When can you apply to the court for financial support of children?
There is a statutory system in the UK which will arrange to calculate and if necessary, collect maintenance payments for children from their non resident parent. This is currently administered by the Child Maintenance Service (CMS).
If the paying parent (also referred to as the non resident parent) and the child are both resident in the UK – or the paying parent is employed by a UK company or UK government body – the CMS will be the only body which can enforce collections of maintenance from the non resident parent unless there is a pre-existing court order which is still in force.
A child for child maintenance purposes is aged under 20 and in full time non-advanced education ie not tertiary education.
If the CMS are able to calculate maintenance and the amount calculated is insufficient then it is not possible to apply to the court to make up for the shortcomings of the statutory scheme. It may be possible to challenge the calculation and you should seek urgent advice if you believe your calculation is incorrect.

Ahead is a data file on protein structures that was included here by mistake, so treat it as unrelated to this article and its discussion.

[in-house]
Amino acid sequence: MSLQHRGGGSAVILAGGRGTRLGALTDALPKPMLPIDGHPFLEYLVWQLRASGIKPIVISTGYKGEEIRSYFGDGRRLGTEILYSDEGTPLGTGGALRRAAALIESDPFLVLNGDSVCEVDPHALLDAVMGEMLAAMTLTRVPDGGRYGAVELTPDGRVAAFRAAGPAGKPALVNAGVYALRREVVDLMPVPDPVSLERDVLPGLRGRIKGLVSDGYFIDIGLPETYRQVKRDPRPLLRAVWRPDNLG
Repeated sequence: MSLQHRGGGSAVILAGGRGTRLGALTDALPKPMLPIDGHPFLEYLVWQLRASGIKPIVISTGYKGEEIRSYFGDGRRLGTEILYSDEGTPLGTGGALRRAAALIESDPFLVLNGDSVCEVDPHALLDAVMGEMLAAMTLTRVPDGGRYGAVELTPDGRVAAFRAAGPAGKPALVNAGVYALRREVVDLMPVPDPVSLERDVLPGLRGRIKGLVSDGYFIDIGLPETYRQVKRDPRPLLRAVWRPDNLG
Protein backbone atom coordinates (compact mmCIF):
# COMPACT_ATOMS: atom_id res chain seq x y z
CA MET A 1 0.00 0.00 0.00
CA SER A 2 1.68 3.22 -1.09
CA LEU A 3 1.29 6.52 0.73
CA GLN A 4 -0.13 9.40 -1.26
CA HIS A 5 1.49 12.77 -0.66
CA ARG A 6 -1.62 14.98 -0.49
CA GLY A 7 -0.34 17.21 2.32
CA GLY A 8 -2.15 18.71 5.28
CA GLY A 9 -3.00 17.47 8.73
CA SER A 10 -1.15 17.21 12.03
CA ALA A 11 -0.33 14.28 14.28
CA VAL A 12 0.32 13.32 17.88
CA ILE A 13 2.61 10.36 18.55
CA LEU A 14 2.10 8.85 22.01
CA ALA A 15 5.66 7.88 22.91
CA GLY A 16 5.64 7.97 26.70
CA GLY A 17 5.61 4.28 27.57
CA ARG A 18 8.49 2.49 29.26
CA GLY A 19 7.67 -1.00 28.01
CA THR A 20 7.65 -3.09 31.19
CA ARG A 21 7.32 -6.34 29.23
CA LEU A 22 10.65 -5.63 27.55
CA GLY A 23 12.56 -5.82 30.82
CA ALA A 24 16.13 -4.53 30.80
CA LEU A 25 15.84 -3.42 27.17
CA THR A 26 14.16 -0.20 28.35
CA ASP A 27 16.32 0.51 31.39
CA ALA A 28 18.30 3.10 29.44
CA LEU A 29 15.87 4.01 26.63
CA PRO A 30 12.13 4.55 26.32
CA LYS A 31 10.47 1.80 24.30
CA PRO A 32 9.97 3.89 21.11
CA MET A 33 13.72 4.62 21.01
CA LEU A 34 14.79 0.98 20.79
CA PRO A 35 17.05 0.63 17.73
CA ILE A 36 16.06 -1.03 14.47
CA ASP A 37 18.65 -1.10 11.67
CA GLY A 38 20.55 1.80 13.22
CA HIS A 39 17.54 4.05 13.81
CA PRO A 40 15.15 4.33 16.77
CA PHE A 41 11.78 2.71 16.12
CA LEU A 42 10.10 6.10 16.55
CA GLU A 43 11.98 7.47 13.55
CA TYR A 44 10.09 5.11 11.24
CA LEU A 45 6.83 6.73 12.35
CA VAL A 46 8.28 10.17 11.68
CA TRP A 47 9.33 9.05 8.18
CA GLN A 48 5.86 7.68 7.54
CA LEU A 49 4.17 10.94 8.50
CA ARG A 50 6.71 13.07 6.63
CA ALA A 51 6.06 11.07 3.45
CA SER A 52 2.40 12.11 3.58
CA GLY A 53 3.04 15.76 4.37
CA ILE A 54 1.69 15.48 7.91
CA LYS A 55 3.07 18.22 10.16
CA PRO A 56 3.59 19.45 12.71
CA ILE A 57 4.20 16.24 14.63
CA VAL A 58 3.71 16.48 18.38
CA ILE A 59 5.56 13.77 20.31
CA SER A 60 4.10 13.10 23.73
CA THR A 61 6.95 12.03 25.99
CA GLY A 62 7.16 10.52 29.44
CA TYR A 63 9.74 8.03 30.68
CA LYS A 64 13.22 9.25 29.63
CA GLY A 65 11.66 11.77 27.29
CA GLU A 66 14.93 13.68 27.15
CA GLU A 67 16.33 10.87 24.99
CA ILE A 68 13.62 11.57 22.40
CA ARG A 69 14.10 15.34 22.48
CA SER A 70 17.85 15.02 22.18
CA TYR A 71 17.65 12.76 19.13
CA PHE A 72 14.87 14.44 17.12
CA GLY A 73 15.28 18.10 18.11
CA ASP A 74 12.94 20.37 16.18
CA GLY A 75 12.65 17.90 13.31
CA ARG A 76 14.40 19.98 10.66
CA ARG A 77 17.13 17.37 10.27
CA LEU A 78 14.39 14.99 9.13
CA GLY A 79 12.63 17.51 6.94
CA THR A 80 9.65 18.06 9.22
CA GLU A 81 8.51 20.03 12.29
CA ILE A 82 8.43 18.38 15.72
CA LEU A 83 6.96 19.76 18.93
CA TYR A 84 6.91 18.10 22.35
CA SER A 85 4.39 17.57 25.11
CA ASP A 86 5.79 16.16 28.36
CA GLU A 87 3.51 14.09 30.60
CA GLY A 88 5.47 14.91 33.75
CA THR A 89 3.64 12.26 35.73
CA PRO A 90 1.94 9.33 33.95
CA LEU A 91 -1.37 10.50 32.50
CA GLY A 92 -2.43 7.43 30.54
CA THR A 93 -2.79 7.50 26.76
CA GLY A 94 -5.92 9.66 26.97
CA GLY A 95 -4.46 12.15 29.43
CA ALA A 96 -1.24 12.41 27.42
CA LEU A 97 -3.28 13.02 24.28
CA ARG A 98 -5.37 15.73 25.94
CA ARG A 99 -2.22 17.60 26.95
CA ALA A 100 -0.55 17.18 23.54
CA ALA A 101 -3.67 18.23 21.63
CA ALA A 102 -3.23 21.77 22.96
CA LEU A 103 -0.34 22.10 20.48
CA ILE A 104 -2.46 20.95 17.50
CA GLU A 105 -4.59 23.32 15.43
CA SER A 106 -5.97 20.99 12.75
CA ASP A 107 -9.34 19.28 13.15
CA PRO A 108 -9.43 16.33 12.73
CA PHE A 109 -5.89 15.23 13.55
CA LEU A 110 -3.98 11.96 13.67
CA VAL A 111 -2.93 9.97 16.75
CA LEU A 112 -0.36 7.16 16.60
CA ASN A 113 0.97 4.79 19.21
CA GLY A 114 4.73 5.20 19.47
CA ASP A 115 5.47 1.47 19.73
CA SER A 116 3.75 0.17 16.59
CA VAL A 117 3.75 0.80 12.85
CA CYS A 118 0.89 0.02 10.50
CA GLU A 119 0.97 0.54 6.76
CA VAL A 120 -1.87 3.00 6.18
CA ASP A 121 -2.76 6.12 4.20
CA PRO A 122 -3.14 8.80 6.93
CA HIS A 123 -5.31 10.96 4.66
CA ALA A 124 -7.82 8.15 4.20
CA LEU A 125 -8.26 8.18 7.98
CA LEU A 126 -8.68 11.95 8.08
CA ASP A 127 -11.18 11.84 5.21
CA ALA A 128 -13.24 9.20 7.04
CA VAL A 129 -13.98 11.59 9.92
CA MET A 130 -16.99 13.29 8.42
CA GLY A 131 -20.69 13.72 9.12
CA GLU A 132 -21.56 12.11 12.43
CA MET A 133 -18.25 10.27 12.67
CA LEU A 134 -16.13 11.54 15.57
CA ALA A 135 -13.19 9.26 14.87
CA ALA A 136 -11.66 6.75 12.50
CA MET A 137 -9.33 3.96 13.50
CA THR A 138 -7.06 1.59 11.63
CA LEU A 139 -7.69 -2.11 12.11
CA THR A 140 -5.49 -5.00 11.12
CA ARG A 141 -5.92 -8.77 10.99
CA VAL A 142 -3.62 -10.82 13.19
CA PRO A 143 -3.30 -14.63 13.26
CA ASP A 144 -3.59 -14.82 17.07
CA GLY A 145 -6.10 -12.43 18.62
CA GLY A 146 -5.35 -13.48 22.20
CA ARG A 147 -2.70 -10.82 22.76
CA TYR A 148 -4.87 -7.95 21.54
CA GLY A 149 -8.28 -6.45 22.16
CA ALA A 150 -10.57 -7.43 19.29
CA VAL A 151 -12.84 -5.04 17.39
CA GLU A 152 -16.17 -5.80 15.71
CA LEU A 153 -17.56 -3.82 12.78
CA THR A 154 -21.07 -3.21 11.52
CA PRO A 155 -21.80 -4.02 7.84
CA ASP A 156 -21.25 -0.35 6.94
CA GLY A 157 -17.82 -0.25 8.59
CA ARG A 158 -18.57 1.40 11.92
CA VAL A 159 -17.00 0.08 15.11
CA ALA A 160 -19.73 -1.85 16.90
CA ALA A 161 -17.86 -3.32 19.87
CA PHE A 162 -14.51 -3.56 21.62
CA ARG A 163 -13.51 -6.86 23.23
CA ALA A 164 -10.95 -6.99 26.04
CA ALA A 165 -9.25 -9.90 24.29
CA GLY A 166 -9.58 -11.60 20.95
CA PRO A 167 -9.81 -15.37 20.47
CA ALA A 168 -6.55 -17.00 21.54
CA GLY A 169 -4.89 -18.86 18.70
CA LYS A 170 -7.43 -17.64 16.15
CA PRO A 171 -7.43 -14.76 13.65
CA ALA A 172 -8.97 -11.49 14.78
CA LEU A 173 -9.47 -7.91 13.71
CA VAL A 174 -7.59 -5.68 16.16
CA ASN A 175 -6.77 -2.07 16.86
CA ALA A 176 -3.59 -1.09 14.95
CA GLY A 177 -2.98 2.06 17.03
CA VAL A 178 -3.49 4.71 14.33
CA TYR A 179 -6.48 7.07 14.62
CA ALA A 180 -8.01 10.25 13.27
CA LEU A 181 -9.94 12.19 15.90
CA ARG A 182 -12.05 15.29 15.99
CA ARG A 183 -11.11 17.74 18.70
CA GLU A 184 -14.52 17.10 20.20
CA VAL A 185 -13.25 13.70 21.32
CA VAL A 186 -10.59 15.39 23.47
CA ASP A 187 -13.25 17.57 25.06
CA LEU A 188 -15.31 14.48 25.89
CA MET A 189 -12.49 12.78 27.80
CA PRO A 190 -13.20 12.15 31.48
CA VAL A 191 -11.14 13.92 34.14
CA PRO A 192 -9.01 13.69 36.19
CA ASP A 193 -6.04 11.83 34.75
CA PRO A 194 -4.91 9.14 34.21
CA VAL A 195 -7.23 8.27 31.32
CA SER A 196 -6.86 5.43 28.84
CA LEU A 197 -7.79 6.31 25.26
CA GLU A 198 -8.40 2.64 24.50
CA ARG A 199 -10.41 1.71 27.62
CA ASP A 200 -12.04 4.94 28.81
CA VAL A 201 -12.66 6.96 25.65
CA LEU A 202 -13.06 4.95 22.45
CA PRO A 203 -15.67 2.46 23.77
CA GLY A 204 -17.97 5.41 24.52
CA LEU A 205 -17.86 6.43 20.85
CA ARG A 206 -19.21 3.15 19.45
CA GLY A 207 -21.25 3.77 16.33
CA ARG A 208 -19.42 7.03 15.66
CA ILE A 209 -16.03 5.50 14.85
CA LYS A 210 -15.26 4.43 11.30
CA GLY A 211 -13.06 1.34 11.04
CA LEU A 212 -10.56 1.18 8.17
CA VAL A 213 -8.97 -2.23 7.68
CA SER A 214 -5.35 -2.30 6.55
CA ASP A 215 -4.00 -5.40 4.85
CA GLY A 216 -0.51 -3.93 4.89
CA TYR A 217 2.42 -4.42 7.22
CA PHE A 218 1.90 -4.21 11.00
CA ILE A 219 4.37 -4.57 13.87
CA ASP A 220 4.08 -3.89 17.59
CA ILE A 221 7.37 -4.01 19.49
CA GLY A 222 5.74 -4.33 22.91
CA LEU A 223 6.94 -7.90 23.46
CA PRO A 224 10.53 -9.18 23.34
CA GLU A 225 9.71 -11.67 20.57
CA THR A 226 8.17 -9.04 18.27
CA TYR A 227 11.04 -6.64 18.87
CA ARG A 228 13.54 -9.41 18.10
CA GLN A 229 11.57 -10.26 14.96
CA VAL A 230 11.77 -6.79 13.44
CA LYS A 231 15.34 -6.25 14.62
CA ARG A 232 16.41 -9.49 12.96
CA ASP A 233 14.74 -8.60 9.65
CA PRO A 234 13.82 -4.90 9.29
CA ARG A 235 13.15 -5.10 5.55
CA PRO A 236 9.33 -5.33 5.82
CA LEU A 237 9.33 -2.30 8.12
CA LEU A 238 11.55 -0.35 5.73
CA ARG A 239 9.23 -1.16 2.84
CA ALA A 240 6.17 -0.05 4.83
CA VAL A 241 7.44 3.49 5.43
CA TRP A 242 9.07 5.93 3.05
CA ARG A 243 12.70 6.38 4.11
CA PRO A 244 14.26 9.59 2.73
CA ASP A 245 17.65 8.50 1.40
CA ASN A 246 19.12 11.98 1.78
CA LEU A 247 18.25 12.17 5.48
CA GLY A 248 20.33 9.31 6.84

However, there are cases where the CMS will not calculate maintenance because they do not have the power or ‘jurisdiction’ to do so. In these cases the court can make order for financial support instead. This includes cases where the paying parent is abroad for example. It also includes cases where the non resident parent earns more than £156,000 gross from all sources.
The CMS will not calculate maintenance on income over £156,000; a calculation will be made up to that maximum cap amount. Any income in excess of £156,000 can only be considered by the court in order to provide ‘top-up’ maintenance.
The CMS will also not deal with payments for school fees, specific costs relating to a child’s disability or capital payments for the child’s housing. These applications will need to be dealt with through the court either as part of the financial remedy proceedings on the divorce of the parents or separately utilising the claims possible under Schedule 1 of the Children Act 1989.
Contact a family law solicitor
If you would like legal advice about child maintenance orders please call us on 0800 422 0123 or contact us online.